Cloudera Debuts Real-Time Hadoop QueryCloudera Debuts Real-Time Hadoop Query
Cloudera says Project Impala real-time engine overcomes Hadoop batch delays, opens platform to relational databases and business intelligence tools.
October 24, 2012
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Adding a new component for real-time querying to its Hadoop software distribution, Cloudera introduced Cloudera Impala on Wednesday at the Strata Conference in New York. Developed in stealth mode and now in public beta, the software takes on one of Hadoop's biggest flaws: batch-oriented processing delays and poor access to data.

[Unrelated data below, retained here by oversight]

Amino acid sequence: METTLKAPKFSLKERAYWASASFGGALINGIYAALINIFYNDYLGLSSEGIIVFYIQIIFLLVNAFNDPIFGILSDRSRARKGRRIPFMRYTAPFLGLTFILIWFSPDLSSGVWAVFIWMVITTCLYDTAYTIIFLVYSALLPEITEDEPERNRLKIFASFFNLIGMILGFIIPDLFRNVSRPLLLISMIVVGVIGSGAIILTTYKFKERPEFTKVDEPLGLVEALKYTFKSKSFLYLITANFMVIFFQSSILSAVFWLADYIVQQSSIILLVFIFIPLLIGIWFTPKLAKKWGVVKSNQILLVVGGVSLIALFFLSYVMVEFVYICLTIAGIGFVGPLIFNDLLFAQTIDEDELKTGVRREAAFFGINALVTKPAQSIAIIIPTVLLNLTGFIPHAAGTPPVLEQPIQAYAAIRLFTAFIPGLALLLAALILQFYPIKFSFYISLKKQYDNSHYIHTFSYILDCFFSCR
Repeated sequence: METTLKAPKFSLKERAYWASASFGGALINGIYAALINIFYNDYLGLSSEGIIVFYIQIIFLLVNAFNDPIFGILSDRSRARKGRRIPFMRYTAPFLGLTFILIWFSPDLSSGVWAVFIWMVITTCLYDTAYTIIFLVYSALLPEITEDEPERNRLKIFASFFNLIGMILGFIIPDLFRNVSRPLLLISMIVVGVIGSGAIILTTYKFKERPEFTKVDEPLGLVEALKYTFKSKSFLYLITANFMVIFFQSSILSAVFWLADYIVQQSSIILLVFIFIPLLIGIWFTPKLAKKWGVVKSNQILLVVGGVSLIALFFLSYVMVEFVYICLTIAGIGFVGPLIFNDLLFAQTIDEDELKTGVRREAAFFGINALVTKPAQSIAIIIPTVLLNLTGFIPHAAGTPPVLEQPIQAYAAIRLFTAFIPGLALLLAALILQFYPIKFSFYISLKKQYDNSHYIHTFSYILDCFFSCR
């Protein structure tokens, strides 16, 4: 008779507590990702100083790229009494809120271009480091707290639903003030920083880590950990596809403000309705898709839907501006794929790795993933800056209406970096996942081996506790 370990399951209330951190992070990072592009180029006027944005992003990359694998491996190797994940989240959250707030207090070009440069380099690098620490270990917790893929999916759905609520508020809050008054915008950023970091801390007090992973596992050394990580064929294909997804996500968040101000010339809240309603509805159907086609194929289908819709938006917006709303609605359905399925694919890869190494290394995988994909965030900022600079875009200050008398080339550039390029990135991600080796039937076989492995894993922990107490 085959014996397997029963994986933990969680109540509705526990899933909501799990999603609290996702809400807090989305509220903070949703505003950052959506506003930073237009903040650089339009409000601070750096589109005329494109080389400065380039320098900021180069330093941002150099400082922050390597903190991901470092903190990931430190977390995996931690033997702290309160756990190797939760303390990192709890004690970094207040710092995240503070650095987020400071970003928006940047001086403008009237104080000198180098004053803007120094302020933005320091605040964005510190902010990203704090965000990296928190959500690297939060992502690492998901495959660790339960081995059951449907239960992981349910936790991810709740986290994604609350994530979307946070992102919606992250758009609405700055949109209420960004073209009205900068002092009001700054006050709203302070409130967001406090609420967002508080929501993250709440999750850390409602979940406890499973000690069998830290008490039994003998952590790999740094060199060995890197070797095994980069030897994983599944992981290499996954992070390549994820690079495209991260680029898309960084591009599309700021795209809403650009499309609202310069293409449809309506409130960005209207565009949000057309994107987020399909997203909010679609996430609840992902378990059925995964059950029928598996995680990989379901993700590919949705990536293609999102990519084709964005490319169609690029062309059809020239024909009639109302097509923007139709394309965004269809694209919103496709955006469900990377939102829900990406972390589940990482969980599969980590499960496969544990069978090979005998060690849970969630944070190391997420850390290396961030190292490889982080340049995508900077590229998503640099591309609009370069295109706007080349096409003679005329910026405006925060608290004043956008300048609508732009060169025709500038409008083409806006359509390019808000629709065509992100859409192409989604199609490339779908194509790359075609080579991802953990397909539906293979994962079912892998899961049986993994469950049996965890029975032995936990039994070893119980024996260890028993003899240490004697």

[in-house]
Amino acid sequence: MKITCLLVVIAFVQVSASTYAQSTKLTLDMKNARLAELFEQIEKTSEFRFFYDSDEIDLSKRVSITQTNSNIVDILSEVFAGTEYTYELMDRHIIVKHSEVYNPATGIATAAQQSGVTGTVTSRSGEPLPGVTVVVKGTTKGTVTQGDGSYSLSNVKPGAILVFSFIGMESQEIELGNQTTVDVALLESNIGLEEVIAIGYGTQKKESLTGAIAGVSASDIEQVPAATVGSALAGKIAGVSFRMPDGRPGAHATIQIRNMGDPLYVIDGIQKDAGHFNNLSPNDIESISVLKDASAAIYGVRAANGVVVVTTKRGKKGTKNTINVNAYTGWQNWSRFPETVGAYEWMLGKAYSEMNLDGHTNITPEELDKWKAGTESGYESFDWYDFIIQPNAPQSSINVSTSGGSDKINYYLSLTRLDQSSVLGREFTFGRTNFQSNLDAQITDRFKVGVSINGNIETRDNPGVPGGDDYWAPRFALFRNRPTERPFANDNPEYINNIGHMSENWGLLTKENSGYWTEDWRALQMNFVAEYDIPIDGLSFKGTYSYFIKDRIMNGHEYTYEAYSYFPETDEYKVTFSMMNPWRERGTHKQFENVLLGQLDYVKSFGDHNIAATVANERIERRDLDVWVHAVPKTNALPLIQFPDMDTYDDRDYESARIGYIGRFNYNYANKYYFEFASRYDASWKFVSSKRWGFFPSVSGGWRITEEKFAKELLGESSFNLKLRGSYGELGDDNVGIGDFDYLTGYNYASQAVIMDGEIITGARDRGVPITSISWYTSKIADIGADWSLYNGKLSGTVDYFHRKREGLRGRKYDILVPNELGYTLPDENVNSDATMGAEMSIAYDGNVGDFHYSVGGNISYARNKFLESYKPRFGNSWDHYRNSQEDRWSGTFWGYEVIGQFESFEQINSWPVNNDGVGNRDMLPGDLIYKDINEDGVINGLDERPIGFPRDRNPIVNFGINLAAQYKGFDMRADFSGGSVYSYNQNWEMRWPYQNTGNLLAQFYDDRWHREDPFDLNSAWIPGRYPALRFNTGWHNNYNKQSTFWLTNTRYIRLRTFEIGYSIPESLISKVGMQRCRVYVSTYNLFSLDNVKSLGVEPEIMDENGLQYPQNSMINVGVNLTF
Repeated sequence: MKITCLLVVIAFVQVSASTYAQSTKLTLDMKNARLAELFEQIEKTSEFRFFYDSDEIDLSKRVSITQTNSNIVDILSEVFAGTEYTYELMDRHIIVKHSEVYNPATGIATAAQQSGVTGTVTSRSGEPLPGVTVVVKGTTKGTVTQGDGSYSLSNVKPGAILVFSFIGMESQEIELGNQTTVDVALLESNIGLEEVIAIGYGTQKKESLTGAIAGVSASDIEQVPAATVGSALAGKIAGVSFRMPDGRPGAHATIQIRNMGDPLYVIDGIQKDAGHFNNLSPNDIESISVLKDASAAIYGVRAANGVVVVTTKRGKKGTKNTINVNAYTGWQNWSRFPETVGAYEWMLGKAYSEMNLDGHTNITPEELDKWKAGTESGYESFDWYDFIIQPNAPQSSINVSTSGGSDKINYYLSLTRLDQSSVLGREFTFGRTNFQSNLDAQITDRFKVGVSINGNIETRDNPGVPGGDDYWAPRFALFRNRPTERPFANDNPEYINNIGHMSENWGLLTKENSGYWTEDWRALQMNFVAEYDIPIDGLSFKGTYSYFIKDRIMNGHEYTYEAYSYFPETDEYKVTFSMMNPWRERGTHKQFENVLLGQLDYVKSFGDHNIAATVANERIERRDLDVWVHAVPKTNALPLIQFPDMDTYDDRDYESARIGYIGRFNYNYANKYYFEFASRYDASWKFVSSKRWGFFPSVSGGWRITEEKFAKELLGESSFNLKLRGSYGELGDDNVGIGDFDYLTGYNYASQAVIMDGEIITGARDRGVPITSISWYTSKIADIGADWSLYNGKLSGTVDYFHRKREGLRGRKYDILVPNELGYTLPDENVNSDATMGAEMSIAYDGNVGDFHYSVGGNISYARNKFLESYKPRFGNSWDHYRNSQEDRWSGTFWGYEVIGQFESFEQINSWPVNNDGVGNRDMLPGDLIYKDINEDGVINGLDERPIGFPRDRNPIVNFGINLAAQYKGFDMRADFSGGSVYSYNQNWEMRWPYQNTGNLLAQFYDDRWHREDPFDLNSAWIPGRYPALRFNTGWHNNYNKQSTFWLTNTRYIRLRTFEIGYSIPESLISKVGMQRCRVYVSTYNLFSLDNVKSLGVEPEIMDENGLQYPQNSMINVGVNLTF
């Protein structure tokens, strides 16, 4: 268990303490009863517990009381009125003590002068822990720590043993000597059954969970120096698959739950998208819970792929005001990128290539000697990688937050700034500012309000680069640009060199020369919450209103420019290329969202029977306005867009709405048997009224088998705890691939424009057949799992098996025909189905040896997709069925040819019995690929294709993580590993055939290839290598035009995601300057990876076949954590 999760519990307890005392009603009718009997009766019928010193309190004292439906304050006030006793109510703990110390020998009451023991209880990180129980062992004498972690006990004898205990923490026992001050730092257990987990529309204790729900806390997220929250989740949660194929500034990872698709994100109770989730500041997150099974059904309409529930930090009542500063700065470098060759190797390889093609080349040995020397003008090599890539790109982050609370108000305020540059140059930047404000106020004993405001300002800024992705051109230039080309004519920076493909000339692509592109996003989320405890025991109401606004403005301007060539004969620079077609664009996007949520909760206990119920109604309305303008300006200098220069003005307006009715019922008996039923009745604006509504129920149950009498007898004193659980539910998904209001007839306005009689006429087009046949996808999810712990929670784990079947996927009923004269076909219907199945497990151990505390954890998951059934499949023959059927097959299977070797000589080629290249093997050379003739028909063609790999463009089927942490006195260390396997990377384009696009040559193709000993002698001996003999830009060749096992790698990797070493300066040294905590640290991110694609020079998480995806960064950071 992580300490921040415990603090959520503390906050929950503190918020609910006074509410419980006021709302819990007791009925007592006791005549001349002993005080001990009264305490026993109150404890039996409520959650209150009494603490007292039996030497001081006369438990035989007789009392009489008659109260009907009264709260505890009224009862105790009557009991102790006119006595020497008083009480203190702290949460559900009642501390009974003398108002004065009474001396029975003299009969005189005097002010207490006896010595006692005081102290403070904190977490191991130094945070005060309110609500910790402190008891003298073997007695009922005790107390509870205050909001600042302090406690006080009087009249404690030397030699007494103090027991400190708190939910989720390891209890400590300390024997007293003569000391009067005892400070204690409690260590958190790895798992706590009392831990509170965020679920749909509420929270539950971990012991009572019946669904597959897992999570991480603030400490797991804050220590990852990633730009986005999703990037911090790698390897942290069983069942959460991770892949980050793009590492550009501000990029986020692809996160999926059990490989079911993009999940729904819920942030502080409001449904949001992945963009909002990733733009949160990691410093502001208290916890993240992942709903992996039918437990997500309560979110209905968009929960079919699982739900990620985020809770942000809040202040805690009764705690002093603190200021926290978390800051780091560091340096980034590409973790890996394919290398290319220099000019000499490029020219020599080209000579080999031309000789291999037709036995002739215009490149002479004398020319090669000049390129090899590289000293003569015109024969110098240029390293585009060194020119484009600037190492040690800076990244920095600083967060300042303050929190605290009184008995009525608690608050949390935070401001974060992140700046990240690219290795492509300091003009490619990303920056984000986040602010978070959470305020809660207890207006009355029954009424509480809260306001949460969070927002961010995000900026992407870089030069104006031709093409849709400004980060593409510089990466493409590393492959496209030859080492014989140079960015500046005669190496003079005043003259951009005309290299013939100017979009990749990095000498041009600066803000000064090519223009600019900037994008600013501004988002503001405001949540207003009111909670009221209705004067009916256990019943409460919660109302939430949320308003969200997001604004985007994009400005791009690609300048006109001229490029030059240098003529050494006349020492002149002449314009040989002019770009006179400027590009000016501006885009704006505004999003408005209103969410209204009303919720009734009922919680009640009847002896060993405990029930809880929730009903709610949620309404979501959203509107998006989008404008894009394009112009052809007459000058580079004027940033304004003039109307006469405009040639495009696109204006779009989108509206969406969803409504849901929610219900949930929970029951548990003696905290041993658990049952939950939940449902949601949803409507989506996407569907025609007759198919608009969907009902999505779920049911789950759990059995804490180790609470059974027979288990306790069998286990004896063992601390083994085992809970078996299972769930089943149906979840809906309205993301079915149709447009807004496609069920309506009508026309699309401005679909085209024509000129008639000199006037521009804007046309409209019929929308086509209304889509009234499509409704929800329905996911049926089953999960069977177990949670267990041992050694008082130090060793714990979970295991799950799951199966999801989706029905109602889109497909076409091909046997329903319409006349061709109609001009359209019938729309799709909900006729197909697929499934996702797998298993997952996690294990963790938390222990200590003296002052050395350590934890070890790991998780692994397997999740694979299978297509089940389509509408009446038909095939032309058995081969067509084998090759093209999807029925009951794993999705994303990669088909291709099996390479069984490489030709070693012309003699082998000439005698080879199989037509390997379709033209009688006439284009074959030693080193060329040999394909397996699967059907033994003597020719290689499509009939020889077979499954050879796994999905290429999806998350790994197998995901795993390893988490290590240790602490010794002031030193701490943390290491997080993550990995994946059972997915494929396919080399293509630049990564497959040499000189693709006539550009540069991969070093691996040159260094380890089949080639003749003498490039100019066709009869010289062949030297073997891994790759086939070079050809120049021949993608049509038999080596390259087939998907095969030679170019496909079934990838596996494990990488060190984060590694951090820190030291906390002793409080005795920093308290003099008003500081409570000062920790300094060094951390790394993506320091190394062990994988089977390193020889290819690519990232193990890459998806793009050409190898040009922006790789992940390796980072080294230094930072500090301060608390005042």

Impala is an interactive-speed SQL query engine that runs on existing Hadoop infrastructure. It makes all the data in the Hadoop Distributed File System (HDFS) and Apache HBase database tables accessible for real-time querying. With that it promises to open up Hadoop to relational databases and conventional business intelligence (BI) tools that rely on SQL querying. Hadoop already offers a degree of structured-data access via Apache Hive, but that data warehousing infrastructure lacks support and suffers from poor performance because it turns SQL queries into MapReduce jobs. Hive also supports less than 30% of the analyses supported in SQL, according to critics. With Impala, Cloudera is promising a much better answer, Olson says. [ Want more on this week's Hadoop announcements? Read Microsoft Releases Hadoop On Windows. ] "Our view is that, long-term, this will supplant Hive, but right now Hive has a huge installed base and lots of applications running against it, so I don't imaging that [Impala] will replace Hive quickly," Cloudera CEO Mike Olson told InformationWeek. "Because it's real time, Impala is going to be much more attractive." Impala is a two-part product. At the core is the Impala real-time query engine, which is shipping under Apache open source license. Cloudera says it intends to submit it to the Apache Software Foundation once it's proven in the field and hardened for production use. Hadoop users will be able to use the engine in stand-alone fashion, according to Olson, but a new Cloudera Enterprise RTQ component of the vendor's proprietary Cloudera Manager administrative console will manage the Impala server. Dashboards in the management console will show the queries that are running, how long they're taking, how many users are active, how many tables exist, and so on. Cloudera has yet to run benchmark tests on Impala, but Olson said users will "start seeing results immediately" upon issuing a query. That's not to say it will deliver relational-database-like performance, Olson granted, but a 3X to 30X improvement over Hive will lead Hadoop users away from that interface, he said. Impala sounds like a godsend to legacy business intelligence vendors, which have been stuck with the compromises of moving data out of Hadoop through slow manual processes or putting up with the delays and limitations of Hive. In ad hoc query-and-analysis scenarios, Impala will give BI tools direct access to data in Hadoop, but production, mission-critical workloads will likely remain in relational databases, Olson said. "Some workloads will clearly move off of the high-powered data warehouses into Hadoop with Impala, but if you need to fly through a deep, [multidimensional] cube at high speed, that's going to stay in the data warehouse," he said. "The OLAP engines that run in big data warehouses have special-purpose interfaces and data-summarization and aggregation support that's not a part of the SQL language and not a part of Impala." (Interestingly, OLAP is threatened by in-memory technology, so one wonders if that, too, could be implemented in Hadoop.) Cloudera has a number of customers beta testing Impala, two of which are going public. Monsanto has research scientists all over the world who want to collaborate on disease- and weed-resistant genomes, but research data has been locked in siloed systems. By consolidating all that information in Hadoop and using Impala to offer speedy SQL query access, Monsanto is building out a collaborative, interactive environment spanning all of Monsanto's research. The travel booking site Expedia manages more than 4 petabytes of data using Cloudera, and it is experimenting with Impala as a way to quickly understand which users are booking which trips, and what destinations and air, car, and hotel options are winning and losing. "This evolution of Hadoop has enabled us to reduce our latency by 50% and produce a new business insight service not previously viable," said Jeff Prather, Expedia's director of global business intelligence and data warehousing platforms, in a statement issued by Cloudera. Olson encouraged the Hadoop Community to download the Cloudera Impala beta during the kickoff keynote at Strata on Wednesday, as adoption is the key to testing, proving, and bringing the technology into production. Whether the core real-time engine gains broader adoption than Hive--and an embrace from Cloudera competitors like Hortonworks and MapR--has yet to be seen. But with the largest Hadoop software distributor and support provider backing it, and with so many vendors and users of legacy tools seeking quick SQL access to Hadoop data, the deck is stacked in Impala's favor.
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